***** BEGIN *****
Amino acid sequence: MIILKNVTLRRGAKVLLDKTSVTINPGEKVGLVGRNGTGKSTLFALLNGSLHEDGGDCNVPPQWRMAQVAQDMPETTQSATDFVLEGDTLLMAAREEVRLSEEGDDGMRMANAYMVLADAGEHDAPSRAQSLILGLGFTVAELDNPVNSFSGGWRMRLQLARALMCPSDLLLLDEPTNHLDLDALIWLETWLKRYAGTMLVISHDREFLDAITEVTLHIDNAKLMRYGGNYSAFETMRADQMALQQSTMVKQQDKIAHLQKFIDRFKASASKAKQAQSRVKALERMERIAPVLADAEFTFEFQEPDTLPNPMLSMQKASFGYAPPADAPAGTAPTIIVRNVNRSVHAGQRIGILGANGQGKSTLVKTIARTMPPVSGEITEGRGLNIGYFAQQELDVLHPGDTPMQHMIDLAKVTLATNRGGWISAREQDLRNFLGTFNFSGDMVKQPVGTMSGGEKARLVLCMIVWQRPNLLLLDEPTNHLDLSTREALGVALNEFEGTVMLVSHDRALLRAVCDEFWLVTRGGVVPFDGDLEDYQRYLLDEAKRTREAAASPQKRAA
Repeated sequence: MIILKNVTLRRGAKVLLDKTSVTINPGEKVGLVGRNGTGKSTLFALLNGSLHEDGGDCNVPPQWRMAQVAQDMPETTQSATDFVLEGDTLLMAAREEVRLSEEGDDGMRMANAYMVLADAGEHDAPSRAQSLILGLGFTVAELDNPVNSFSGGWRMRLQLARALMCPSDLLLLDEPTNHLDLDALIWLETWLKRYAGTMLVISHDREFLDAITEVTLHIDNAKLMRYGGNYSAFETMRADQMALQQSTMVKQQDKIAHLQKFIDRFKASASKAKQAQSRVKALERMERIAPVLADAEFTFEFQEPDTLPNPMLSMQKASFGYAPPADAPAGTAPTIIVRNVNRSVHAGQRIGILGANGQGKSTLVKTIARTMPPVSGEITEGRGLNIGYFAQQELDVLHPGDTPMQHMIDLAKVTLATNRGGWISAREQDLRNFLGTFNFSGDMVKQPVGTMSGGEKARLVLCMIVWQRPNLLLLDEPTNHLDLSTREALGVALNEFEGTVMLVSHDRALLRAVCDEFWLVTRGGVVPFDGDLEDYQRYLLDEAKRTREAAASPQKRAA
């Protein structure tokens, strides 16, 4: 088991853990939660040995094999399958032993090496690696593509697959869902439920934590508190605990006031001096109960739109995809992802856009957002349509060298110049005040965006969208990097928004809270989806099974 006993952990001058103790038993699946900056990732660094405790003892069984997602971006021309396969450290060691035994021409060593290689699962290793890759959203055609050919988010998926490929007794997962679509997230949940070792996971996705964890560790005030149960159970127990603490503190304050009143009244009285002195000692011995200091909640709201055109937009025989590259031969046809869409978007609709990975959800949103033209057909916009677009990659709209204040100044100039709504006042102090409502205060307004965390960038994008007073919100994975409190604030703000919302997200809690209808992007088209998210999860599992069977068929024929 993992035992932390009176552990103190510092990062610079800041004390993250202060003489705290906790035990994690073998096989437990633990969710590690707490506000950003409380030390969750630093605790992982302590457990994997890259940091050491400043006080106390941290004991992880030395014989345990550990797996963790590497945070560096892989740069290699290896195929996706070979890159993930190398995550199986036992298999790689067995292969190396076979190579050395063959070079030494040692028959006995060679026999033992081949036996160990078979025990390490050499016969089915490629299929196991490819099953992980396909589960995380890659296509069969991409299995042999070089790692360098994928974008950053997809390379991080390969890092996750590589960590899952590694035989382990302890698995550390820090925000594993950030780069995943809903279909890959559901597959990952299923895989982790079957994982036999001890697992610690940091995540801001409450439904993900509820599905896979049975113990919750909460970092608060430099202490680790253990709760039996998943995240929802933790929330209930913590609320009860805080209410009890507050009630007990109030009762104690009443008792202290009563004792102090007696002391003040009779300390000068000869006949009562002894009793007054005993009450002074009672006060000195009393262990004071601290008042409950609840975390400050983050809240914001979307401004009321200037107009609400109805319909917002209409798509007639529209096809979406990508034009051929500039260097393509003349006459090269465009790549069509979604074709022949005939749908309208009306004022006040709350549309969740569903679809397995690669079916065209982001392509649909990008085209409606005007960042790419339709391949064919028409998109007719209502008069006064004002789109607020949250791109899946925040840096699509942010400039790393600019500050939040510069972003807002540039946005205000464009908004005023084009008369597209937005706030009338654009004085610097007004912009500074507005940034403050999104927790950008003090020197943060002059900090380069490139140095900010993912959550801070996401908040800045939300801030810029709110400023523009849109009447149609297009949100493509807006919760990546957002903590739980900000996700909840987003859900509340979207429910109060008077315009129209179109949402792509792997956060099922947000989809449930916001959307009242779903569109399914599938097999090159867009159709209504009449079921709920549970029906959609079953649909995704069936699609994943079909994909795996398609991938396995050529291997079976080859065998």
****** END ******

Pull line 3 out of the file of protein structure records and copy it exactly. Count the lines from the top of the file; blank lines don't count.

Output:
């Protein structure tokens, strides 16, 4: 088991853990939660040995094999399958032993090496690696593509697959869902439920934590508190605990006031001096109960739109995809992802856009957002349509060298110049005040965006969208990097928004809270989806099974 006993952990001058103790038993699946900056990732660094405790003892069984997602971006021309396969450290060691035994021409060593290689699962290793890759959203055609050919988010998926490929007794997962679509997230949940070792996971996705964890560790005030149960159970127990603490503190304050009143009244009285002195000692011995200091909640709201055109937009025989590259031969046809869409978007609709990975959800949103033209057909916009677009990659709209204040100044100039709504006042102090409502205060307004965390960038994008007073919100994975409190604030703000919302997200809690209808992007088209998210999860599992069977068929024929 993992035992932390009176552990103190510092990062610079800041004390993250202060003489705290906790035990994690073998096989437990633990969710590690707490506000950003409380030390969750630093605790992982302590457990994997890259940091050491400043006080106390941290004991992880030395014989345990550990797996963790590497945070560096892989740069290699290896195929996706070979890159993930190398995550199986036992298999790689067995292969190396076979190579050395063959070079030494040692028959006995060679026999033992081949036996160990078979025990390490050499016969089915490629299929196991490819099953992980396909589960995380890659296509069969991409299995042999070089790692360098994928974008950053997809390379991080390969890092996750590589960590899952590694035989382990302890698995550390820090925000594993950030780069995943809903279909890959559901597959990952299923895989982790079957994982036999001890697992610690940091995540801001409450439904993900509820599905896979049975113990919750909460970092608060430099202490680790253990709760039996998943995240929802933790929330209930913590609320009860805080209410009890507050009630007990109030009762104690009443008792202290009563004792102090007696002391003040009779300390000068000869006949009562002894009793007054005993009450002074009672006060000195009393262990004071601290008042409950609840975390400050983050809240914001979307401004009321200037107009609400109805319909917002209409798509007639529209096809979406990508034009051929500039260097393509003349006459090269465009790549069509979604074709022949005939749908309208009306004022006040709350549309969740569903679809397995690669079916065209982001392509649909990008085209409606005007960042790419339709391949064919028409998109007719209502008069006064004002789109607020949250791109899946925040840096699509942010400039790393600019500050939040510069972003807002540039946005205000464009908004005023084009008369597209937005706030009338654009004085610097007004912009500074507005940034403050999104927790950008003090020197943060002059900090380069490139140095900010993912959550801070996401908040800045939300801030810029709110400023523009849109009447149609297009949100493509807006919760990546957002903590739980900000996700909840987003859900509340979207429910109060008077315009129209179109949402792509792997956060099922947000989809449930916001959307009242779903569109399914599938097999090159867009159709209504009449079921709920549970029906959609079953649909995704069936699609994943079909994909795996398609991938396995050529291997079976080859065998």